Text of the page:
He-Man writers: The Best and the Worst
While making this year’s He-Man Reviews, I’ve also become interested in script-writers for the show. Some of them have gone on to become industry mainstays. Originally, I thought about making a Top-5 and a Bottom-5, but instead I decided that I should write a blog about the good and bad episode authors.
The Good – They had the Power!
I recently had a look at the writers of some of my favourite He-Man episodes and also compared some of the other episodes they penned. While there were writers who penned a multitude of episodes, I also found that surprisingly many only ever produced a single or maybe two or three scripts for the show.
Now, my favourite He-Man episode is still Reign of the Monster from the first half of Season 1. It was penned by one Marc Scott Zicree who has done many a script for both cartoons (including Smurfs and The Real Ghostbusters) and live action TV shows. Naturally, I was curious of Zicree’s other work on He-Man and found rather surprisingly that Zicree penned only two other episodes for He-Man: The Curse of the Spellstone and Ordeal in the Darklands (both from Season 1). Ironically, both of these have been on my Bottom-10 He-Man episodes list. The Curse of the Spellstone, in fairness, was perhaps hampered more by its direction albeit the plotline is very basic. Ordeal in the Darklands however perhaps displayed Zicree’s biggest weakness which was the rather bad utilisation of Teela. In said episode, Teela’s meat-headed attitude leads her to being captured which kicks off the plot.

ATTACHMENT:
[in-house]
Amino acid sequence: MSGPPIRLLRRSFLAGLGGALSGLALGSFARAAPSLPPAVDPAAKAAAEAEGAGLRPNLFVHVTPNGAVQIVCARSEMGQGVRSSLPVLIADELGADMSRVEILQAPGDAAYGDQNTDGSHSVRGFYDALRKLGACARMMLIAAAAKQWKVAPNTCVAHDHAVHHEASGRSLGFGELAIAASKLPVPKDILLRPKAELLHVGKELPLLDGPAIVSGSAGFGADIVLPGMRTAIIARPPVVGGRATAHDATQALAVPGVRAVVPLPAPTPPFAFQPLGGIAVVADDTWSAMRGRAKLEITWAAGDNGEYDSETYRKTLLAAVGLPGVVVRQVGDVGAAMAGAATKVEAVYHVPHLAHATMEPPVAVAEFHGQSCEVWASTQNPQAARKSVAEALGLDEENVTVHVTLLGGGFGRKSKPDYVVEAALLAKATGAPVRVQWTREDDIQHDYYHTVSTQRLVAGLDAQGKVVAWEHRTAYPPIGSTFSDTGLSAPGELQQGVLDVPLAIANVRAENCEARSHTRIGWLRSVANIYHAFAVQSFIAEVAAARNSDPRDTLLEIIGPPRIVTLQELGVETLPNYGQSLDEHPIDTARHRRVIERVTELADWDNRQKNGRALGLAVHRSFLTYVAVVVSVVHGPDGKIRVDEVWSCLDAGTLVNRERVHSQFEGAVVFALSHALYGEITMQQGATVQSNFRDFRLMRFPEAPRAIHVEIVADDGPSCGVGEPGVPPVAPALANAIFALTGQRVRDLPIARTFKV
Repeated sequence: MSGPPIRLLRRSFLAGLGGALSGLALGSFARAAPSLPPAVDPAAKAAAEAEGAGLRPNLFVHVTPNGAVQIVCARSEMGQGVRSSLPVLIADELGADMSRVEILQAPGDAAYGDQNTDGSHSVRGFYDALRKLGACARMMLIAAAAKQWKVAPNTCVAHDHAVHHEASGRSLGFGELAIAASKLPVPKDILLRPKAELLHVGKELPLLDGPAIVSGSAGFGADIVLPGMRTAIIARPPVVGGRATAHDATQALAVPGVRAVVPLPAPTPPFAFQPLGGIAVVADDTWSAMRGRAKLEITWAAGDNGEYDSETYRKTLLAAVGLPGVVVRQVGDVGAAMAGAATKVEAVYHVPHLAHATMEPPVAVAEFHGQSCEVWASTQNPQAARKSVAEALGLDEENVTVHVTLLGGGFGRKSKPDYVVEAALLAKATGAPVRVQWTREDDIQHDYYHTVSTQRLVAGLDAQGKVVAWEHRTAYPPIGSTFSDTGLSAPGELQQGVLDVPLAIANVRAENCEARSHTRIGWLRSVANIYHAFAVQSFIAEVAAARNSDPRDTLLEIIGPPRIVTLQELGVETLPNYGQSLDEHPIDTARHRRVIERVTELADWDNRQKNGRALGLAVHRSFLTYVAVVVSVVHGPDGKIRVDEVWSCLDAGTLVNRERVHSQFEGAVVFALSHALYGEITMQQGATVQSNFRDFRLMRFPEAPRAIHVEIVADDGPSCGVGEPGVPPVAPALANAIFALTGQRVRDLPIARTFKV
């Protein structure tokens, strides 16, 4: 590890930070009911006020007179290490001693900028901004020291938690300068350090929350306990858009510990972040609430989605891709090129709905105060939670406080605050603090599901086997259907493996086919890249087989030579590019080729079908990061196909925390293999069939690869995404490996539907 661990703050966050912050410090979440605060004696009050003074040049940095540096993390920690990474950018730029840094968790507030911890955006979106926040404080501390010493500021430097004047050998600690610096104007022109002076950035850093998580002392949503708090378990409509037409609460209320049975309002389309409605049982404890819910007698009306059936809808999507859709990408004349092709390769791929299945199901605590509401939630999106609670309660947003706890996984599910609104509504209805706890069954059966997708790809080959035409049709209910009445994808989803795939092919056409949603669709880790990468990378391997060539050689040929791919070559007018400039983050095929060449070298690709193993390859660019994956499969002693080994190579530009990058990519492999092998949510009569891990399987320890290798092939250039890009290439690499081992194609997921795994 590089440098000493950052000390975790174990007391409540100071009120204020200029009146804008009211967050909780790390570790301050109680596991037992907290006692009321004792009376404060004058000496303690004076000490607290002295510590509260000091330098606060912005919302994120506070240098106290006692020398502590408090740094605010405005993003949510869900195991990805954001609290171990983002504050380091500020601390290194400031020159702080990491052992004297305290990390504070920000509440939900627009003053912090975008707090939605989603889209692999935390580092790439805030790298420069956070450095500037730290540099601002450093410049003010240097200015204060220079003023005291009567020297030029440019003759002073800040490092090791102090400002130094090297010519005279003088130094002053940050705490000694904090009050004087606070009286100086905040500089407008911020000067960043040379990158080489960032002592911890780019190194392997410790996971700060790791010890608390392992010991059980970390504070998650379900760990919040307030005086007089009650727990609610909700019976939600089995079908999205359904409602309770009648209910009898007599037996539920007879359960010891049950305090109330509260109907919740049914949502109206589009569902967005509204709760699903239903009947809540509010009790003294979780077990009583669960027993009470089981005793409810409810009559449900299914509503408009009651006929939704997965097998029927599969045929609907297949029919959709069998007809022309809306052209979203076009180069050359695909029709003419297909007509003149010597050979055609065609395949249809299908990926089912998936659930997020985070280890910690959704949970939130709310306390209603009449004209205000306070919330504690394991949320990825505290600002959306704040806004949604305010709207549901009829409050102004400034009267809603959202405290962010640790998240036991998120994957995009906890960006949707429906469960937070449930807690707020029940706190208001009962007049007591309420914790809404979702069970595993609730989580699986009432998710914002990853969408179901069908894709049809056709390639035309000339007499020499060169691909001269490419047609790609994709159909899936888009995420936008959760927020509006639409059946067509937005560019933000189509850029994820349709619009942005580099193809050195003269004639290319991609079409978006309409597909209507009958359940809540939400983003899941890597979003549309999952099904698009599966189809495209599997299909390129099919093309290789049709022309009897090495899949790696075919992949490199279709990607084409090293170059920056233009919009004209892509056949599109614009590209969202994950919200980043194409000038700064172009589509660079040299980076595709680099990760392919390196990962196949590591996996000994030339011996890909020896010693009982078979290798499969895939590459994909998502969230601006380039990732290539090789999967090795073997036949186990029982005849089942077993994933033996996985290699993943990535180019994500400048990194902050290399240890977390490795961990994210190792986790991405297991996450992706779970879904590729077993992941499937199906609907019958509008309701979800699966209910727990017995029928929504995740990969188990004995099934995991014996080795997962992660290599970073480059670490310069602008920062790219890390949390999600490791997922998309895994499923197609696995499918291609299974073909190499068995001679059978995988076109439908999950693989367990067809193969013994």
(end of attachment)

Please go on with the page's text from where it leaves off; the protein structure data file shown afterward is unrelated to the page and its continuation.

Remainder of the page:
However, Zicree’s bad episodes do also include elements similar to his best episode, Reign, in that they all try to expand on the mythos of the series and Zicree seemed particularly interested in Eternia’s past, which is shown both with the inclusion of the Staff of the Ancients in Reign and the Creeping Horror from Spellstone. Also, while Ordeal wasn’t a great episode, both it and Reign share the common element of a vicious monster which serves as a major obstacle for He-Man. Zicree seemed to be largely a writer for hire as far as He-Man was concerned and I wont fault him too badly for these bad contributions, since sloppy direction has ruined other promising scripts. And again, he did write Reign of the Monster after all.